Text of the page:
United States v. Haymond (U.S. Supreme Court, June 2019)

The Federal Docket

August 25, 2019

Supervised Release – The Sixth Amendment prohibits a court from imposing a sentence exceeding a term of supervised release without a finding of guilt beyond a reasonable doubt.

The Supreme Court struck down 18 U.S.C. § 3583(k) as unconstitutional and in violation of the Sixth Amendment’s guarantee to a jury trial. Under § 3583(k), district courts were required to impose a mandatory minimum sentence of 5 years upon revocation of supervised release for certain offenses, regardless of the length of the original term of supervised release.

Citing Apprendi v. New Jersey, the Court held that the § 3583(k) impermissibly allowed courts to impose prison sentences in excess of a defendant’s original sentence based on a judge’s finding by a preponderance of evidence that the defendant committed one of the enumerated offenses under § 3583(k) while on supervised release. This essentially allowed the government to impose additional punishment on the defendant for a new offense without a jury finding guilt beyond a reasonable doubt, in violation of the Sixth and Fifth Amendments.

Justice Breyer concurred in the judgment, emphasizing the differences between supervised release and parole and the differences between § 3583(k) revocations and an “ordinary” case of supervised-release revocation, namely the lack of discretion a judge has to impose a mandatory minimum for violations of § 3583(k). Justice Breyer declined to apply the Apprendi-line of cases to supervised release.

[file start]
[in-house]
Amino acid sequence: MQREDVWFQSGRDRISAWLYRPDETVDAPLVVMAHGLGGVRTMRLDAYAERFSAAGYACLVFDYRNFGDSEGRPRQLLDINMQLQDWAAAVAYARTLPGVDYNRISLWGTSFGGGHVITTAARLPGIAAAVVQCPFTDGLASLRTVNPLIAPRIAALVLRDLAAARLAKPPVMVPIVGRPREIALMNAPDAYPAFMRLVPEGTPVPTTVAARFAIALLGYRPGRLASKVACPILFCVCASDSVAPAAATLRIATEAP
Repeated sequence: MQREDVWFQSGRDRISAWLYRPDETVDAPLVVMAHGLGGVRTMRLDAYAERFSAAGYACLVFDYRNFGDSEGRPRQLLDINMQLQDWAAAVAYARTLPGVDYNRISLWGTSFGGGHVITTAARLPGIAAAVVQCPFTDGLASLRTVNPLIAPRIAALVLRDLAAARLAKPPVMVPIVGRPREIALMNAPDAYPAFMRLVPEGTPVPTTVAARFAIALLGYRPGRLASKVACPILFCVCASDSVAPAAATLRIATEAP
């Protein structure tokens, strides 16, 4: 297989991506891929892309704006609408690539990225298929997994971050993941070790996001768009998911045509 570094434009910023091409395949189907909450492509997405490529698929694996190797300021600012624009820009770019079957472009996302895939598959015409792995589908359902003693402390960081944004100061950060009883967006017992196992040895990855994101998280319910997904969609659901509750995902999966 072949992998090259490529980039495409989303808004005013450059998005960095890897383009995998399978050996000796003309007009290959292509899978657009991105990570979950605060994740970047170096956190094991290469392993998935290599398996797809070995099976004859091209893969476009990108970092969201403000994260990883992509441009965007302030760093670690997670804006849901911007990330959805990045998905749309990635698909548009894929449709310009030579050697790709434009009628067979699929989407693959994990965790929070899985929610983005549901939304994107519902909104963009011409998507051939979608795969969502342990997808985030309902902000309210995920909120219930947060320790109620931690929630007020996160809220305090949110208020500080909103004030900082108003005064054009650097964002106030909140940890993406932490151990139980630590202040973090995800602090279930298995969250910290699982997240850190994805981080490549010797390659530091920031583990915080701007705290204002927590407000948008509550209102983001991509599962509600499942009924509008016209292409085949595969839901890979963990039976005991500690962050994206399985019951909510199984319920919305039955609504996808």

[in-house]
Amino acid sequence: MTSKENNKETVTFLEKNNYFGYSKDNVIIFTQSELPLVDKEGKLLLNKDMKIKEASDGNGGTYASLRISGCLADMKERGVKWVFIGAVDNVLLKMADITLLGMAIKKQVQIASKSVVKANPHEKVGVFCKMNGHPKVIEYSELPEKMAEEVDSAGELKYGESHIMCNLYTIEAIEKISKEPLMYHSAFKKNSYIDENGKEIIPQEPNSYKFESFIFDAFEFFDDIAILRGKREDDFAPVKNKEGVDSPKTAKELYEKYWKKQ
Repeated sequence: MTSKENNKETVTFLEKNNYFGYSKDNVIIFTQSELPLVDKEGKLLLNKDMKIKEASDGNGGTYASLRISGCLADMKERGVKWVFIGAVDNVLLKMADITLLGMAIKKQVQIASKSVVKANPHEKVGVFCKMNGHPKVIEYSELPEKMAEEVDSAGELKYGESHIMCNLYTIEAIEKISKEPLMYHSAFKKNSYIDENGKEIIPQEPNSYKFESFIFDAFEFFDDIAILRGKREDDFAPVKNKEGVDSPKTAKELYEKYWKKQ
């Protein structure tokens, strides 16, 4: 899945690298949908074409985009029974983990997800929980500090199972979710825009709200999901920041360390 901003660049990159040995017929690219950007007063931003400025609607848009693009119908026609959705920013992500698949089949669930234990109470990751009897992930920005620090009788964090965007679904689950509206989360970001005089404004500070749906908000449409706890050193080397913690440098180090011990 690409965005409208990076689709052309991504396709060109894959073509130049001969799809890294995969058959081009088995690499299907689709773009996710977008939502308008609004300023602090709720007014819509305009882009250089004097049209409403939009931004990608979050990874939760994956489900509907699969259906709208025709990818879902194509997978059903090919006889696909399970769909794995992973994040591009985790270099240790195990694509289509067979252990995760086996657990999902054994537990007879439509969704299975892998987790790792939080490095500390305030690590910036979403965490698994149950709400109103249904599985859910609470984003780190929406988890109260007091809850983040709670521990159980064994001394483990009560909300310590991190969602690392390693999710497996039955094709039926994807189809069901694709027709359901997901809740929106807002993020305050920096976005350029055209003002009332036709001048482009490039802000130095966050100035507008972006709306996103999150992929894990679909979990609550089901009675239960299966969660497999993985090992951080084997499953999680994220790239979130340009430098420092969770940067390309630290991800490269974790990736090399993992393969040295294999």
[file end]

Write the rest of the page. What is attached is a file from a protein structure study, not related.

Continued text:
Justice Alito dissented, arguing that the majority opinion had “potentially revolutionary implications” as an attack on the entire supervised-release regime. Responding to the majority opinion broadly defining “criminal prosecution” to include sentencing and supervised release, the dissent warns that the majority opinion was “suggestive in dangerous ways” that the jury trial requirement should be applied to any supervised-release revocation proceeding.

On certiorari to the Tenth Circuit

Opinion by Gorsuch, joined by Ginsburg, Sotomayor, and Kagan

Concurring Opinion by Breyer

Dissenting Opinion by Alito, joined by Roberts, Thomas, and Kavanaugh

Click here to read the opinion.

Tom Church - Tom is a trial and appellate lawyer focusing on criminal defense and civil trials. Tom is the author of "The Federal Docket" and is a contributor to Mercer Law Review's Annual Survey in the areas of federal sentencing guidelines and criminal law. Tom graduated with honors from the University of Georgia Law School where he served as a research assistant to the faculty in the areas of constitutional law and civil rights litigation. Read Tom's reviews on AVVO. Follow Tom on Linkedin.

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